An intimate friend and confidante of Matt Quay, Simon and J. Donald Cameron, Senator Smith was born in Philadelphia on July 21, 1832, the son of police officer and “well known local politician” Levin Handy Smith and the former Margaret Phillips. The senator’s ancestors arrived in America in 1632, originally settling on Maryland’s Eastern Shore at Snow Hill. The family founded Worcester County, Maryland, established the first Presbyterian Church in the colonies, and lent legislators and one governor to Maryland’s political heritage. Smith clerked as a Philadelphia jeweler at Gould & Company, attending primary school at Locust Street Elementary. Leaning toward a career relevant to his early training, George eventually learned the “arts and mysteries of jeweler and silversmith.” He pursued the business at Wriggins and Warden, Bennet & Caldwell, and prominent silversmiths Bailey and Kitchen. Apparently disappointing his father for not aspiring to the practice of law, Smith left for New York to explore the world. After a brief excursion, he had neither found work as a jeweler, nor as a law assistant. To make ends meet, he sought employment at Philadelphia’s Central Police Station as a night clerk. Smith became an expert at operating the department’s new technology – the police and fire alarm telegraph – but declined an offer to serve as assistant fire marshal. The senator entered the War Between the States in 1862 as a member of the Ninth Pennsylvania Regiment, “serving with distinction” and mustering out as a corporal. George returned to the police department, ascending to a detective’s grade and achieving local fame in 1868 through his role in cracking the Mary Mohrman child kidnapping and murder case. Senator Smith entered the local political arena as a Republican Fremont supporter during the 1856 election. By 1870, with a favorable profile in the community, the city machine promoted his election to the state House of Representatives. He returned in 1872 and 1873, gaining further notoriety for unselfishly stepping aside as an 1874 First District congressional candidate, throwing his influence behind Chapman Freeman. The selfless act impressed the party and public so, his next position appeared in the Senate of Pennsylvania. Smith served for years as chair of the joint Republican caucus and became the driving force behind the election of U.S. Senators Matt Quay (1893) and J. Donald Cameron (1879 and 1891). In the former case, Smith presented Quay’s nomination during one of the Senate’s hard-fought battles. Over the course of his long career, George chaired the inaugural committees of Governors Hartranft, Hoyt, and Hastings, and served as a member of Democrat Pattison’s. The oldest member of the Philadelphia Senate delegation at the time of his election as pro tem, by 1885 the first district’s George Handy Smith ranked second in seniority to Thomas V. Cooper. Noted for his straight-lace demeanor, Smith volunteered that he “(never touched) anything but Apollinaris water and lemon juice.” He further asserted “I never could afford to play cards because I never had an ambition to live in the poorhouse." Senator Smith appeared, nonetheless, “jovial, genial, and in a modest way, somewhat aspiring.”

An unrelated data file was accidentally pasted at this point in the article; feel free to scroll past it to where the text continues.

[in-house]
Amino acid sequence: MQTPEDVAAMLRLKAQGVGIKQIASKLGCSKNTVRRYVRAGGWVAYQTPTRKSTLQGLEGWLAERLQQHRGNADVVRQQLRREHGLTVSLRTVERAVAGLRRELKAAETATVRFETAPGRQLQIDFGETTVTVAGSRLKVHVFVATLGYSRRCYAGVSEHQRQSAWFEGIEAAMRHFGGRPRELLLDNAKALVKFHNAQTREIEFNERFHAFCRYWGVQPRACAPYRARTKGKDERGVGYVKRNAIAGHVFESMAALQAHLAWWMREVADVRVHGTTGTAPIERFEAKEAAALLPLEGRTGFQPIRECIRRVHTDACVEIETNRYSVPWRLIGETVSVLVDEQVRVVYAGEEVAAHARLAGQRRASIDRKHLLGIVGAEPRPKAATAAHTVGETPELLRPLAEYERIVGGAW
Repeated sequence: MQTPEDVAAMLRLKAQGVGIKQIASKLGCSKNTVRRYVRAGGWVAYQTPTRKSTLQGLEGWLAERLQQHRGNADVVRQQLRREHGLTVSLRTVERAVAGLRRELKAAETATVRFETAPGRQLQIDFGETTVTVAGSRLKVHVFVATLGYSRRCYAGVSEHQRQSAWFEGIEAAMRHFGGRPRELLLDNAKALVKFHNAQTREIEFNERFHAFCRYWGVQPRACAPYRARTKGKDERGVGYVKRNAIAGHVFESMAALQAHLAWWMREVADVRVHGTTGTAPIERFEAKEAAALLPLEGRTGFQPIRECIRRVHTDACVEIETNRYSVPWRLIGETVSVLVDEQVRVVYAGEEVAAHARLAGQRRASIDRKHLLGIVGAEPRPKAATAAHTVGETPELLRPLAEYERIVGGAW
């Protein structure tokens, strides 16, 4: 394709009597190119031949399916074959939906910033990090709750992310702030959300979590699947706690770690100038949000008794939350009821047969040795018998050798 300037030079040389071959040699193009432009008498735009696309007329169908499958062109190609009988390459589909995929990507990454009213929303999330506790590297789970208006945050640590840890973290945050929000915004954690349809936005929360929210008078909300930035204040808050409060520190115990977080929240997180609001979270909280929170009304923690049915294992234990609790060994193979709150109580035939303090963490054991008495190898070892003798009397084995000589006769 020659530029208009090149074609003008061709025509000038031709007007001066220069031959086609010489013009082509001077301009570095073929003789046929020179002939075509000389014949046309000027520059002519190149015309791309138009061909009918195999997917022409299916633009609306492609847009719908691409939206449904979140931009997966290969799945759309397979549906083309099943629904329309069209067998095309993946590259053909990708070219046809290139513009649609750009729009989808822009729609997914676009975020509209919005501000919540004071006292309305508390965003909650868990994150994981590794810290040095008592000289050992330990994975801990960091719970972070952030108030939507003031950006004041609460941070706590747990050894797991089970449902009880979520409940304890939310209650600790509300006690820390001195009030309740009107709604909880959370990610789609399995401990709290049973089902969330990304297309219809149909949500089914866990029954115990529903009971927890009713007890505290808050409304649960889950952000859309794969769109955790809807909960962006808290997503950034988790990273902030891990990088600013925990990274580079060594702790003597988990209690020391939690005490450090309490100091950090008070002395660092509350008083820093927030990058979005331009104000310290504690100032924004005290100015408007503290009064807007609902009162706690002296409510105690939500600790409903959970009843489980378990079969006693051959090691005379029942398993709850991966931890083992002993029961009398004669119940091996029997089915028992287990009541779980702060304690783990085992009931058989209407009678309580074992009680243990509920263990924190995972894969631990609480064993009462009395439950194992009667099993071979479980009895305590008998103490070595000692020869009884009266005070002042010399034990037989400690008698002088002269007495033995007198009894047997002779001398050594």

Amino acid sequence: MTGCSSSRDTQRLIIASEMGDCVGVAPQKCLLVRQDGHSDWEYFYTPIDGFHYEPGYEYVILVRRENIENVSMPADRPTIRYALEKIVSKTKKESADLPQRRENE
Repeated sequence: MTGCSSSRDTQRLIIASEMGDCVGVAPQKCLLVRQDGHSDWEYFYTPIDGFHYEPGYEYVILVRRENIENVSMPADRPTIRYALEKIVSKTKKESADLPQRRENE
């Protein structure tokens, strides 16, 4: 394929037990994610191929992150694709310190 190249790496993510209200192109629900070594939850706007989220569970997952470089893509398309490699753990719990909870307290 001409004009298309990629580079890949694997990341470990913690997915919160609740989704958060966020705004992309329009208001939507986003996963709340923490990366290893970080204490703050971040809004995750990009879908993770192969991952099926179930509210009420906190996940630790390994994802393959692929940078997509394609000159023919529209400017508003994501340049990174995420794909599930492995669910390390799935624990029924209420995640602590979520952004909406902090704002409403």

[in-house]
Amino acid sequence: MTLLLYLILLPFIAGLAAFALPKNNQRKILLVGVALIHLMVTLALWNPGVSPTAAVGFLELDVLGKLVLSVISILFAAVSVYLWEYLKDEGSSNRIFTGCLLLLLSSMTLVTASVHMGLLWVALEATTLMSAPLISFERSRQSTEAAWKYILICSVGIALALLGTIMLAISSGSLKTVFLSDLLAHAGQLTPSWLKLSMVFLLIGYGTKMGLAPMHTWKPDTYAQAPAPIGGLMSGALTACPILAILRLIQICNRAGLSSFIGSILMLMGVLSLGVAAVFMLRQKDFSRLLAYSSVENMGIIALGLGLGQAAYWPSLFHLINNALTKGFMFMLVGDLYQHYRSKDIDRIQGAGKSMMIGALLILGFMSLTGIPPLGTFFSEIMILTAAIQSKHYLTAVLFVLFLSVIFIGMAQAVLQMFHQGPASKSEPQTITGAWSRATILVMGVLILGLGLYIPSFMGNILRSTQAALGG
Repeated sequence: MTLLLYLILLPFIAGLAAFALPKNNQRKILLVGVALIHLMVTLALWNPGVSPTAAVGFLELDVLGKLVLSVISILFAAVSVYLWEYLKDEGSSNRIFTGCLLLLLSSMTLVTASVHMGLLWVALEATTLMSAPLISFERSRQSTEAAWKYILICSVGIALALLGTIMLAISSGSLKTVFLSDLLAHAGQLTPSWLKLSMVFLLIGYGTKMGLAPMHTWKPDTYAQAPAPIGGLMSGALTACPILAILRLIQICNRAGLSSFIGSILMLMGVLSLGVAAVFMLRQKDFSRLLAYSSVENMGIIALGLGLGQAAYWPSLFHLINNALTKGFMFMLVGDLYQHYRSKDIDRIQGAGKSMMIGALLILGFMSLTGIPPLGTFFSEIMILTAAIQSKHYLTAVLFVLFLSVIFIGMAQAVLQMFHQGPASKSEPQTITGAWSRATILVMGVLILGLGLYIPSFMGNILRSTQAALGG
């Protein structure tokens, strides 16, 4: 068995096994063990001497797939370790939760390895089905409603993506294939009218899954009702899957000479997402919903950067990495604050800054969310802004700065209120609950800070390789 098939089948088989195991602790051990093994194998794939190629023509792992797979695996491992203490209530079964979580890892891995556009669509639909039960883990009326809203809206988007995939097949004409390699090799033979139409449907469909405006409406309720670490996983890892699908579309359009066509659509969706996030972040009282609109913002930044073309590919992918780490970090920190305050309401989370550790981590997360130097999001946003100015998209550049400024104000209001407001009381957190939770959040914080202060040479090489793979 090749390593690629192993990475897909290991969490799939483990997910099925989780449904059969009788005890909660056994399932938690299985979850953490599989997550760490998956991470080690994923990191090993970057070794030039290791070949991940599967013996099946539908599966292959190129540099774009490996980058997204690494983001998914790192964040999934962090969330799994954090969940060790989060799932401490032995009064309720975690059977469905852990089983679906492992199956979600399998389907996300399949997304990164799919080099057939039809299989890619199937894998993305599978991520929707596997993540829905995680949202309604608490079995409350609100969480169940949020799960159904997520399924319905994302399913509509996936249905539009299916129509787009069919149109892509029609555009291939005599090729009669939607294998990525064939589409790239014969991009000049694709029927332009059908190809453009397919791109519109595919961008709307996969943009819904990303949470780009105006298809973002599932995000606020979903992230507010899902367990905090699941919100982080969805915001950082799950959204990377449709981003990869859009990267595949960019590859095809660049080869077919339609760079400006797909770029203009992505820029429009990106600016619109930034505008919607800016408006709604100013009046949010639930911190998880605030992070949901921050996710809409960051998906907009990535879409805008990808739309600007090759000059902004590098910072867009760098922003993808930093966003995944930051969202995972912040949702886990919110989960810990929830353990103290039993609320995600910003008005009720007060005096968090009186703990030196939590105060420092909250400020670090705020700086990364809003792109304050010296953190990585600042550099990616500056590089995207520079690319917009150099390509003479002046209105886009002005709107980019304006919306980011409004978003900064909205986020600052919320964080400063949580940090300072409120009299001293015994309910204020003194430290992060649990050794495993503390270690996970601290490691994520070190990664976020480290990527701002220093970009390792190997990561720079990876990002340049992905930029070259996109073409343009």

Despite his engaging personality, Smith was a deadly serious legislator, and with Tom Cooper and John Grady, the three senators represented the heart and soul of Quay’s rule in the General Assembly for three decades. To list the legislative accomplishments of each would be tantamount to recording every major bill presented in the Senate over a 30-year period. No legislation passed without Cooper, Smith, or Grady’s good graces. From the days of the Quay and J.D. Cameron U.S. Senate elections, Smith served as Matt’s dependable caucus leader, alternating duties with Cooper and Grady through the mid 1890s. He additionally chaired the Congressional Apportionment, Public Buildings, Insurance, and Corporations committees. Senator Smith belonged to the Hector Tyndale Post Grand Army of the Republic, 9th Regiment Pennsylvania Guard and served as a member of the First Regiment, National Guard of Pennsylvania. Thrown from a carriage at his Gwynadd country home in mid-1896, the senator suffered “paralysis.” During an attempt at recovery, George contracted pneumonia and eventually passed away, April 14, 1898, succeeding his wife of 43 years, the former Sophia McGowan of Philadelphia.